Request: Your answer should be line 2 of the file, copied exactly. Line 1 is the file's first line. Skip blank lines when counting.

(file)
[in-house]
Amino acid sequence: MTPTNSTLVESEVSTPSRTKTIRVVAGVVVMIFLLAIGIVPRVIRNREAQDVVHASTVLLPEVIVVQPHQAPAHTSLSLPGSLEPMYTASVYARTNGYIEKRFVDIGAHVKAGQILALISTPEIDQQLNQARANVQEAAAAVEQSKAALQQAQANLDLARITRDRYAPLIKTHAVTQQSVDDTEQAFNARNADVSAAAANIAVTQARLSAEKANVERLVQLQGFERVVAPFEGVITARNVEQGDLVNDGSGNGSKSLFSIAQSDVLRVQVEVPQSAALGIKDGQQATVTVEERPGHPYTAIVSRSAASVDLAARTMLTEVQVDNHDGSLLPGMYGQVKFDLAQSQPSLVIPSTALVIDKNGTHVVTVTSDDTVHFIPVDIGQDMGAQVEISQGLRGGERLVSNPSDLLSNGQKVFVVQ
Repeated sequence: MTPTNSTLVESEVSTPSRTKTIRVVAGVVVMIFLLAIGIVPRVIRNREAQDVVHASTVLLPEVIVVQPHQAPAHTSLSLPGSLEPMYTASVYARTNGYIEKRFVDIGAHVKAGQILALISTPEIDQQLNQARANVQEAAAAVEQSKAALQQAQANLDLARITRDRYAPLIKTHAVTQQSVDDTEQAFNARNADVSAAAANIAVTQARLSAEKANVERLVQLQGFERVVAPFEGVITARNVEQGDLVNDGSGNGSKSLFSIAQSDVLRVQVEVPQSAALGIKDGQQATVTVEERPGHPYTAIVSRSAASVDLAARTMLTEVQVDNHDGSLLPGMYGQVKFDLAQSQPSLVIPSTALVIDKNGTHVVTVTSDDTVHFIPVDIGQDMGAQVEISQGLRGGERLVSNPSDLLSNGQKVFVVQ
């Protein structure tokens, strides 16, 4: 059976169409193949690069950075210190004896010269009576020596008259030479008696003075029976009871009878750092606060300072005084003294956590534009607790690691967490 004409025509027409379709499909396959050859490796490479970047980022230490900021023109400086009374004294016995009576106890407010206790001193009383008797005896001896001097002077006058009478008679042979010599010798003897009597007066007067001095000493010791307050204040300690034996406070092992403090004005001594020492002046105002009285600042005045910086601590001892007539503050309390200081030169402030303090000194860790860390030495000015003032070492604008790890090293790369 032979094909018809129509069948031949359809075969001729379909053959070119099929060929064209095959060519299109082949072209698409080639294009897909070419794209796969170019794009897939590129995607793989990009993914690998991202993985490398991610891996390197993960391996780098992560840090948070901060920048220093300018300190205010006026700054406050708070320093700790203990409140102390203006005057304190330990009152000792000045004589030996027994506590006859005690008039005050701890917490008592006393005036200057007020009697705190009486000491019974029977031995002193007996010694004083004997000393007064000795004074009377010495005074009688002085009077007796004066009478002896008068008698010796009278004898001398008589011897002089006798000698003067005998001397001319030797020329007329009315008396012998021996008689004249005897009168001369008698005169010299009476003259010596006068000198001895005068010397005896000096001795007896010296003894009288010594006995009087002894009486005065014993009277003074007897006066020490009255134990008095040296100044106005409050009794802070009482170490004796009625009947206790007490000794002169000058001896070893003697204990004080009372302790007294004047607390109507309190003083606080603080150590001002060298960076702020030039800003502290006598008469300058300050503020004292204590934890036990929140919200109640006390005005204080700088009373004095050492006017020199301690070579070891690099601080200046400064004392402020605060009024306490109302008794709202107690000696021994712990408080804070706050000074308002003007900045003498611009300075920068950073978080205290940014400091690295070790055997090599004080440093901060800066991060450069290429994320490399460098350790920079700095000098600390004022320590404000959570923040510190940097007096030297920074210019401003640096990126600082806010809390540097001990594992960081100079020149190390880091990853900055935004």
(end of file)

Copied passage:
Amino acid sequence: MTPTNSTLVESEVSTPSRTKTIRVVAGVVVMIFLLAIGIVPRVIRNREAQDVVHASTVLLPEVIVVQPHQAPAHTSLSLPGSLEPMYTASVYARTNGYIEKRFVDIGAHVKAGQILALISTPEIDQQLNQARANVQEAAAAVEQSKAALQQAQANLDLARITRDRYAPLIKTHAVTQQSVDDTEQAFNARNADVSAAAANIAVTQARLSAEKANVERLVQLQGFERVVAPFEGVITARNVEQGDLVNDGSGNGSKSLFSIAQSDVLRVQVEVPQSAALGIKDGQQATVTVEERPGHPYTAIVSRSAASVDLAARTMLTEVQVDNHDGSLLPGMYGQVKFDLAQSQPSLVIPSTALVIDKNGTHVVTVTSDDTVHFIPVDIGQDMGAQVEISQGLRGGERLVSNPSDLLSNGQKVFVVQ